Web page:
In this regard we would like to ask ourselves what is a “Community based disaster preparedness plan?” The keyword to understanding is “Community”, therefore preparedness plan made at the community and with the participation of the community is a comprehensive document which includes measures to be taken up by the community before, during and after the disaster. It is a participatory approach to planning. Therefore through such participatory approaches the controlling authorities will have a better management and also a lesser load to take at the time of the disaster and also during the post disaster period.
It is practical to allow communities as they have major roles to play such as offering mutual support and solidarity, strengthening peoples’ ability to face crisis, generate awareness and consciousness, organizing the collective, acquisition of skills and knowledge in varied spheres.
The communities whether rural or urban can participate at several levels while preparing the plans namely at the pre-disaster level, during disaster level and post disaster level. Activities such as orienting the community towards the nature and the effects of disasters, taking stock of the resources at the community level, formulation of task team and specifying their roles, search and rescue operations and monitoring activities are critical to the plan. Our controlling authorities should take note that such approaches will help in minimizing the costs of relief and recovery measures and target only the affected area. Also it will empower the communities to participate in the monitoring process which will help in avoiding discrepancies in the relief and recovery measures.
Awareness and knowledge on disasters by the public is not such a difficult task to acquire since much information about it is readily available on the internet and in the smart-phones. However, that’s only from an information perspective which only remains as information and which may not be taken seriously one way or the other. What is really needed now is to cultivate a culture of preparedness. Let us ask ourselves if we have a culture of preparedness and whether the controlling authorities are helping us to cultivate that culture of preparedness? It is high time that communities should start thinking on the lines of disaster preparedness and also on the part of the controlling authorities to initiate programmes targeting the grassroots and rural and urban communities to help cultivate a culture of disaster preparedness and resilience.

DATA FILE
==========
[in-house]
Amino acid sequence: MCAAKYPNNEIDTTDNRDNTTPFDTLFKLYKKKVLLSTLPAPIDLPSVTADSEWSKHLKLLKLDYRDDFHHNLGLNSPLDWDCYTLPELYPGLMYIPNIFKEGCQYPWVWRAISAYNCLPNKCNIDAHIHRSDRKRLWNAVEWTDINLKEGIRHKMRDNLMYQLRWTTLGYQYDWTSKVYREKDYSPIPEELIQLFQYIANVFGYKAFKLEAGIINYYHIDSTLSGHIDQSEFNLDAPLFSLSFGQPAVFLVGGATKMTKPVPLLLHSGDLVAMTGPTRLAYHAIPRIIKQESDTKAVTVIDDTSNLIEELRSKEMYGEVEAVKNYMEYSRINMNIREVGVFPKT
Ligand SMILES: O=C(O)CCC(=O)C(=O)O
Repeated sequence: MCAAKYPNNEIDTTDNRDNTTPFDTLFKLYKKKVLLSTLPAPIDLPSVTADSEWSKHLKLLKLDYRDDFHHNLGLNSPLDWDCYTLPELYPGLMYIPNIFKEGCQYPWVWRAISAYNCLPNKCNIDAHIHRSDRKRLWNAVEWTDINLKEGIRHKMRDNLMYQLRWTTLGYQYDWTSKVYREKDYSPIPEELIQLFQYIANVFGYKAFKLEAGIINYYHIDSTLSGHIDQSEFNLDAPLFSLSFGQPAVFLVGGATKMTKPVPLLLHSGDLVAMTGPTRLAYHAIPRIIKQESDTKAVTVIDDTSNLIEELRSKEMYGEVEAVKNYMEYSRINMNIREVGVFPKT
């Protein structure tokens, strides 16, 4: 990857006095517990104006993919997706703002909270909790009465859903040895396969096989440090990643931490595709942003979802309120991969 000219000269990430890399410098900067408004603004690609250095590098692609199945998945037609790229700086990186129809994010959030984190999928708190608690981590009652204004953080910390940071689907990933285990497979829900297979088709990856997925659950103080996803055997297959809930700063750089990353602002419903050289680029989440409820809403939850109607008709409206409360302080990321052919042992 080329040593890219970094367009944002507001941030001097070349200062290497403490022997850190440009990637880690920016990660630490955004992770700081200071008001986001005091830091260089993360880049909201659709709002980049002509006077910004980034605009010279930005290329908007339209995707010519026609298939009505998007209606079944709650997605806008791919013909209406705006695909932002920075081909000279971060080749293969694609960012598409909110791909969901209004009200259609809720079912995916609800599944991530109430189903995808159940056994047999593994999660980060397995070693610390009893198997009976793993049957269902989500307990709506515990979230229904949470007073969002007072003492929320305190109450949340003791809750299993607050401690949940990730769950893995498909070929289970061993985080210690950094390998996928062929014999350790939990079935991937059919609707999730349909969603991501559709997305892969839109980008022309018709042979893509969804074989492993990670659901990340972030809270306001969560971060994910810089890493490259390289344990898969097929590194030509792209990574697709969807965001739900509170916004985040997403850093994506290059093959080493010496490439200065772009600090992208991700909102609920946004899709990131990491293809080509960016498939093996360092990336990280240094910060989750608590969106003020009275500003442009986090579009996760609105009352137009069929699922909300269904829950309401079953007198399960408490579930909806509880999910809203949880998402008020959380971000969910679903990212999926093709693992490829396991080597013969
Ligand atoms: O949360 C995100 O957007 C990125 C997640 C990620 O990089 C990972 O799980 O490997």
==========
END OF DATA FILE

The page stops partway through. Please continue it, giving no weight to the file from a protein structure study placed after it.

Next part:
To shed more light on Community Disaster Preparedness Plan, the communities can participate and take the lead in activities such as hazard mapping and zoning, formulating community preparedness and contingency plans, forming of disaster task force, arranging of mock drills and also creating a network with the concerned NGOs and government agencies.
There have been many case studies on how communities in different parts of the world have taken a lead in countering the effects of the impending disasters and subsequently saving many lives. Perhaps we can learn from such case studies in cultivating a sense of preparedness and creating disaster resilience. Communities should take responsibility and display a sense of ownership and stewardship.
Quoting from Petra Nemcova, “We cannot stop natural disasters but we can arm ourselves with knowledge so that many lives wouldn’t have to be lost if there was enough disaster preparedness.” It is pragmatic to go by these lines since cultivating a culture of preparedness and starting with community preparedness through a participatory approach will eventually help us in minimizing the risks of an impending disaster and subsequently preventing the ill effects of disasters and ultimately saving lives that are most at risk.
(The author is Geospatial Expert and Disaster Management enthusiast)